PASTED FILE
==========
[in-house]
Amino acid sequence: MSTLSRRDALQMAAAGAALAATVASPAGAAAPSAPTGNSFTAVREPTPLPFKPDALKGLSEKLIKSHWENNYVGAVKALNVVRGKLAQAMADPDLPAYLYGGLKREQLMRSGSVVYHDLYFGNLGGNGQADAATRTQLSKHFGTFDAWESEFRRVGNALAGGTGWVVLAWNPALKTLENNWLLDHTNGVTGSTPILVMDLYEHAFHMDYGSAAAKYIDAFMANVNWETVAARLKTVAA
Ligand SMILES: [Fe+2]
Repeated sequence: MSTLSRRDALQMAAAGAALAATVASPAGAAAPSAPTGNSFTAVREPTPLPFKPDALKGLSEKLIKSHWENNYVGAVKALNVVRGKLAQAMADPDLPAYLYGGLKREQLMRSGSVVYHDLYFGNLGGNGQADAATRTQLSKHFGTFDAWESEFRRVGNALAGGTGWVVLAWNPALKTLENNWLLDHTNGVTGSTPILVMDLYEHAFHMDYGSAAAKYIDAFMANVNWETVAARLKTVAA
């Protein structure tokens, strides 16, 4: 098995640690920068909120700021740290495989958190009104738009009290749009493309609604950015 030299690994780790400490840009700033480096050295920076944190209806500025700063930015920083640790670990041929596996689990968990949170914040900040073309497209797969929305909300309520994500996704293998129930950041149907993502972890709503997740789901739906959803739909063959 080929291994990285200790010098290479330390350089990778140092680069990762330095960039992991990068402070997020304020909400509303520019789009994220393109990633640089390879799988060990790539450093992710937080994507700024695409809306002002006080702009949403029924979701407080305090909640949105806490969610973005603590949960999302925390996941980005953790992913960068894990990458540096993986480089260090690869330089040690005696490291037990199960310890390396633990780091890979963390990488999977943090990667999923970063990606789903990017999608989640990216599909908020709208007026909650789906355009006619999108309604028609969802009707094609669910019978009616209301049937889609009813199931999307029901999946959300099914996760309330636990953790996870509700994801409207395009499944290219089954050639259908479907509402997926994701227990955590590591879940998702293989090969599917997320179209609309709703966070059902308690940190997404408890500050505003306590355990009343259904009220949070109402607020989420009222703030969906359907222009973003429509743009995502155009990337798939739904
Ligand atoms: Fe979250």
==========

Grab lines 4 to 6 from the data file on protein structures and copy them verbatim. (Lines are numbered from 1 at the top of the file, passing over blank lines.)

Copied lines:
Repeated sequence: MSTLSRRDALQMAAAGAALAATVASPAGAAAPSAPTGNSFTAVREPTPLPFKPDALKGLSEKLIKSHWENNYVGAVKALNVVRGKLAQAMADPDLPAYLYGGLKREQLMRSGSVVYHDLYFGNLGGNGQADAATRTQLSKHFGTFDAWESEFRRVGNALAGGTGWVVLAWNPALKTLENNWLLDHTNGVTGSTPILVMDLYEHAFHMDYGSAAAKYIDAFMANVNWETVAARLKTVAA
């Protein structure tokens, strides 16, 4: 098995640690920068909120700021740290495989958190009104738009009290749009493309609604950015 030299690994780790400490840009700033480096050295920076944190209806500025700063930015920083640790670990041929596996689990968990949170914040900040073309497209797969929305909300309520994500996704293998129930950041149907993502972890709503997740789901739906959803739909063959 080929291994990285200790010098290479330390350089990778140092680069990762330095960039992991990068402070997020304020909400509303520019789009994220393109990633640089390879799988060990790539450093992710937080994507700024695409809306002002006080702009949403029924979701407080305090909640949105806490969610973005603590949960999302925390996941980005953790992913960068894990990458540096993986480089260090690869330089040690005696490291037990199960310890390396633990780091890979963390990488999977943090990667999923970063990606789903990017999608989640990216599909908020709208007026909650789906355009006619999108309604028609969802009707094609669910019978009616209301049937889609009813199931999307029901999946959300099914996760309330636990953790996870509700994801409207395009499944290219089954050639259908479907509402997926994701227990955590590591879940998702293989090969599917997320179209609309709703966070059902308690940190997404408890500050505003306590355990009343259904009220949070109402607020989420009222703030969906359907222009973003429509743009995502155009990337798939739904
Ligand atoms: Fe979250």